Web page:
Referring to FIGS. 8 and 9 mainly, the description will be made as to a recovery system unit which is a part of the recovery system mechanism. In FIGS. 8 and 9, a cylinder 24 has a cylinder portion 24a and a guide portion 24b for guiding a piston shaft 27 which will be described hereinafter. The inner side of the guide portion 24b is partly cut-away in its longitudinal direction to provide an ink passage 24c for residual ink. A projection 24d functions to receive a cap lever and has a lever seal 33 engaged therewith. An ink passage 24e is opened at a predetermined position in the cylinder 24a. A rotating lever 24f is formed integral with the cylinder 24 an is urged in the rotational direction by the spring portion 22b of the ink absorbing member supporting spring 22. A residual ink pipe 24g is integrally formed with the cylinder 24, and an end thereof is cut into an acute angle, so that it can be easily inserted into residual ink absorbing material which will be described hereinafter. An ink passage 24h is formed in the residual ink pipe 24g.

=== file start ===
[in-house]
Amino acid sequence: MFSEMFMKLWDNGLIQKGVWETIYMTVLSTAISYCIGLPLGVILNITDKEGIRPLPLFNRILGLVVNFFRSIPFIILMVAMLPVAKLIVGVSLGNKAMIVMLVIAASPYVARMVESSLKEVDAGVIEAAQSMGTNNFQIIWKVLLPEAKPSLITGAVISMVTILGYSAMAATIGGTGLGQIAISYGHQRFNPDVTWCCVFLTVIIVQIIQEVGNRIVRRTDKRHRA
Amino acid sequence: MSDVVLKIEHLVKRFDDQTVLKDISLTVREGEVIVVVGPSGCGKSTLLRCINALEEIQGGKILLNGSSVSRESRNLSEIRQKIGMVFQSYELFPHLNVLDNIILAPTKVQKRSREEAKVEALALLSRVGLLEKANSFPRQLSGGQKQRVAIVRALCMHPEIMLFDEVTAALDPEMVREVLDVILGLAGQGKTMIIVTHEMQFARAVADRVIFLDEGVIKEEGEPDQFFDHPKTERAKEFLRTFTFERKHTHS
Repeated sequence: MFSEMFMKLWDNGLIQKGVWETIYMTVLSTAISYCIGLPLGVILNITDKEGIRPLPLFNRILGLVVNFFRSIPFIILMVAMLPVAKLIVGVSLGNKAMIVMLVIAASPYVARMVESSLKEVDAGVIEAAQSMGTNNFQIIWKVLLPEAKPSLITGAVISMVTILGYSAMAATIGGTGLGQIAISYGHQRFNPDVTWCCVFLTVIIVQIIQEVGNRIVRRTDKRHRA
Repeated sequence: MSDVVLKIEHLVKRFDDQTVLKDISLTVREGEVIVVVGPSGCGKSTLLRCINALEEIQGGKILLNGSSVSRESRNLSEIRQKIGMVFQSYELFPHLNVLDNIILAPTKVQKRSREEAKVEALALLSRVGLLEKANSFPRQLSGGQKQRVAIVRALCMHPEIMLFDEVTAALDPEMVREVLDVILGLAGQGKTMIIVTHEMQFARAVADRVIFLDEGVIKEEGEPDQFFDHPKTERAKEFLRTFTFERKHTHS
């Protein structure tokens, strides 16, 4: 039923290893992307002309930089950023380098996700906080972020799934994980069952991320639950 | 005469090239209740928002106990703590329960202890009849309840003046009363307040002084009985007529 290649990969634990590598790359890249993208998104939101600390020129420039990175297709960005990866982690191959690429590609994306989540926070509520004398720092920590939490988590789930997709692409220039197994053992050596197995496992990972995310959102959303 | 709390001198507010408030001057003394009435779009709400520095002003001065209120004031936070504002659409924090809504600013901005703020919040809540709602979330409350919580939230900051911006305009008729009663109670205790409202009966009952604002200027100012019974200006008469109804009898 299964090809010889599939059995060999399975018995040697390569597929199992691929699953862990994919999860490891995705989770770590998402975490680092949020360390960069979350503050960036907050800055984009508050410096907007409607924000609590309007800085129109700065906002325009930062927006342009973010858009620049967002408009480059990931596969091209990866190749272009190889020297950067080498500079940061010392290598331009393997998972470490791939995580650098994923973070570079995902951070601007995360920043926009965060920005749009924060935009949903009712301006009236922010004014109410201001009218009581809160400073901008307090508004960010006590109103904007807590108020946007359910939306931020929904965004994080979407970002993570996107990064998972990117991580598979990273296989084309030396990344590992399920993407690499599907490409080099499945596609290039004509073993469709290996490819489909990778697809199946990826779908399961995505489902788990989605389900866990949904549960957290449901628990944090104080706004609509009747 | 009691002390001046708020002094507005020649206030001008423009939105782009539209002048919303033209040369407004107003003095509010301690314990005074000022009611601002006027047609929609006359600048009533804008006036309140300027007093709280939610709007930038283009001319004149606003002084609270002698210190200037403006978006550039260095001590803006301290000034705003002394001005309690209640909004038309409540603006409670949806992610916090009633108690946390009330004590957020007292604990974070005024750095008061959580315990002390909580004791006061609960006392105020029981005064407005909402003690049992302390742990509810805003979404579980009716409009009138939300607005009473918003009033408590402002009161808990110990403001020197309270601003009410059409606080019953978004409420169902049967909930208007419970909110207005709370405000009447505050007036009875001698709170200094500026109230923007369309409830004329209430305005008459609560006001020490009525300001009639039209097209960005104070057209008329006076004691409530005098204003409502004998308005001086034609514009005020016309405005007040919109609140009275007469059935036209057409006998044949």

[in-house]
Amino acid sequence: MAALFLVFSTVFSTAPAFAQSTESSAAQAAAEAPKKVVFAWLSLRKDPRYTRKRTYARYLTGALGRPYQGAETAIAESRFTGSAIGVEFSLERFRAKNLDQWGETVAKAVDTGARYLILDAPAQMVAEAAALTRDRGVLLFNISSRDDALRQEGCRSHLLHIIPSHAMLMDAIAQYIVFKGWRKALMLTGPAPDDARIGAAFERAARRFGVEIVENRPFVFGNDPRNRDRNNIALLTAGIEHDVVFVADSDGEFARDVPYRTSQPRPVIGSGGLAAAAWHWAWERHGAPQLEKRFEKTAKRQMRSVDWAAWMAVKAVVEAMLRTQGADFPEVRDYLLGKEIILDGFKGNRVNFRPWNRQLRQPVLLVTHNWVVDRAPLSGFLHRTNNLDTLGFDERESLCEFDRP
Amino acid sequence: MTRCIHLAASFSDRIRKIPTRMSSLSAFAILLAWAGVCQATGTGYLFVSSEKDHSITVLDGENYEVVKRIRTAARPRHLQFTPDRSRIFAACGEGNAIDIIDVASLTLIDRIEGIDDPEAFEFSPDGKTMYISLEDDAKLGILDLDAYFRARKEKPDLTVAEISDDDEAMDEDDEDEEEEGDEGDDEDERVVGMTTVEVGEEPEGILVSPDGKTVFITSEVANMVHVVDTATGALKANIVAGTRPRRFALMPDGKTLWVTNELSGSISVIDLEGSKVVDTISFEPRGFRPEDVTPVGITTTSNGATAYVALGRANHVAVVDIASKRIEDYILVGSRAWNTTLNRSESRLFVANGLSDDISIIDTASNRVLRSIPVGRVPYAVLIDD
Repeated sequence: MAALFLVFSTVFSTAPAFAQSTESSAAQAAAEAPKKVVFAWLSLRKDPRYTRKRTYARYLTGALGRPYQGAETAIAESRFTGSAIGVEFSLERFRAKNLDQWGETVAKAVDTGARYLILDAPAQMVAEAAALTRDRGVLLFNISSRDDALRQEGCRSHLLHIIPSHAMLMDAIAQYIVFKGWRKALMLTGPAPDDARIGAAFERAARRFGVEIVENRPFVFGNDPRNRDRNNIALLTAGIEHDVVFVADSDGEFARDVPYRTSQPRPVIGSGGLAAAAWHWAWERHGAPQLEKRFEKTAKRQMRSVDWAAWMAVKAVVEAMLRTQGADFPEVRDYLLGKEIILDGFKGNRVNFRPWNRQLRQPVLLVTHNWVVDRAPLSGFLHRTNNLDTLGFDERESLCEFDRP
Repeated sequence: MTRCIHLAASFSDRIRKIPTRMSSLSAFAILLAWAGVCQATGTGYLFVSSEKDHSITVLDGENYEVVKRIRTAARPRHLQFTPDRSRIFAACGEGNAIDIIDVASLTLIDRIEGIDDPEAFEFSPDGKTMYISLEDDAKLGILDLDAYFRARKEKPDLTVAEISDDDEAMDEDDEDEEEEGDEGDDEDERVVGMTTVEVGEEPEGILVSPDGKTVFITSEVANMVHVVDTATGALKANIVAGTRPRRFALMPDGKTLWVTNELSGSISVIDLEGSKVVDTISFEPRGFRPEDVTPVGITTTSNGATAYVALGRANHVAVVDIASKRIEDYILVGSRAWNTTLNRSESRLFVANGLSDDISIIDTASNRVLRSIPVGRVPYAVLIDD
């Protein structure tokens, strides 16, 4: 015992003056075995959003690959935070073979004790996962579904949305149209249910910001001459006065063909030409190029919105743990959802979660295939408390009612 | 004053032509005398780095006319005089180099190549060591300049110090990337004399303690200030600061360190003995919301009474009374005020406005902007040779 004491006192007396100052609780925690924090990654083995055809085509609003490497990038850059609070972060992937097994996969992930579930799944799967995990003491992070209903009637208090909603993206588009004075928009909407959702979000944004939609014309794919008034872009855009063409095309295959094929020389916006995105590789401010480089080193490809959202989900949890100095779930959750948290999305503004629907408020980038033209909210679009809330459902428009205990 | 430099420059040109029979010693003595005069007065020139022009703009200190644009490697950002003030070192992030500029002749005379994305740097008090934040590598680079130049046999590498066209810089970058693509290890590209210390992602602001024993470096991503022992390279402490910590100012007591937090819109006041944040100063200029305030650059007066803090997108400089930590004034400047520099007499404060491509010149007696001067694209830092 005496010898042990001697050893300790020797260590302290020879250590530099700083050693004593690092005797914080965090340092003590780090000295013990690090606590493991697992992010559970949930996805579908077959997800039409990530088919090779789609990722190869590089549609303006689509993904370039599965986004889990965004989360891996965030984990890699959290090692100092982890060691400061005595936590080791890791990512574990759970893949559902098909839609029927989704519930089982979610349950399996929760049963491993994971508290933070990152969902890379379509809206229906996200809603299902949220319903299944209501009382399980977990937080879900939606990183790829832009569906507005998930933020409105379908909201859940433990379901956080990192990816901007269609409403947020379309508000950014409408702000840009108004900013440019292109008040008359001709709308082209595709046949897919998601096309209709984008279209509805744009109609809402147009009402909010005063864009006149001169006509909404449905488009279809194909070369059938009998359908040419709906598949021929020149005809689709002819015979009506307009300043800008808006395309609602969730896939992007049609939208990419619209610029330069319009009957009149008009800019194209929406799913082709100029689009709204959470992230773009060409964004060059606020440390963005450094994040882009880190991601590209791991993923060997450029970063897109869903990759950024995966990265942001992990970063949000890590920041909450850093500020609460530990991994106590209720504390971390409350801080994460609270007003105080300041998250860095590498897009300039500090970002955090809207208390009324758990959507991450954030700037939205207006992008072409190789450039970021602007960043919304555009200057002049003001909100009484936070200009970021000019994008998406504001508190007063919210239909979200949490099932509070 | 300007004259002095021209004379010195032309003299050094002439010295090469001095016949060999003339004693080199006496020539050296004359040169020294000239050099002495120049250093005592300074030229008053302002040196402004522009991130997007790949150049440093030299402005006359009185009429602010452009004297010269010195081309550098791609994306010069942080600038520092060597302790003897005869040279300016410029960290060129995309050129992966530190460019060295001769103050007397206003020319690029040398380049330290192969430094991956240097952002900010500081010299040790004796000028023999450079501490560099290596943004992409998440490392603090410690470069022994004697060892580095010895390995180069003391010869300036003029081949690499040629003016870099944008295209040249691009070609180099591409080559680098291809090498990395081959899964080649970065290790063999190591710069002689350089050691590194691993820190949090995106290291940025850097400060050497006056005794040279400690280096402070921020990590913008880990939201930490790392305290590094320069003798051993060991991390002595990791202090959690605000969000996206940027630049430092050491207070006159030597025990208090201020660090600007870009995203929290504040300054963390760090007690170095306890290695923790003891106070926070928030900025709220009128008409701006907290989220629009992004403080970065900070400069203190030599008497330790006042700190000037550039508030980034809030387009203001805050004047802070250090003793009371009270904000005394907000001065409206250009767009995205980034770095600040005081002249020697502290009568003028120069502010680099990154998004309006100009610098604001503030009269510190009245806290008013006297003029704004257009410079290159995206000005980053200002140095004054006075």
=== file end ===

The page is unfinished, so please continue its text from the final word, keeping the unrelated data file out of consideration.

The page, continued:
A cylinder cap 25 is press-fitted into an end of the cylinder 24. A lever guide 25a is disposed at a position faced to the cap lever receiver 24d of the cylinder 24.
A piston seal 26 is inserted into the cylinder 24, and it has a smaller inside diameter to provide a predetermined contact pressure relative to the piston shaft which will be described below. The surface thereof may be coated with lubricating material to reduce the force required to slide the piston.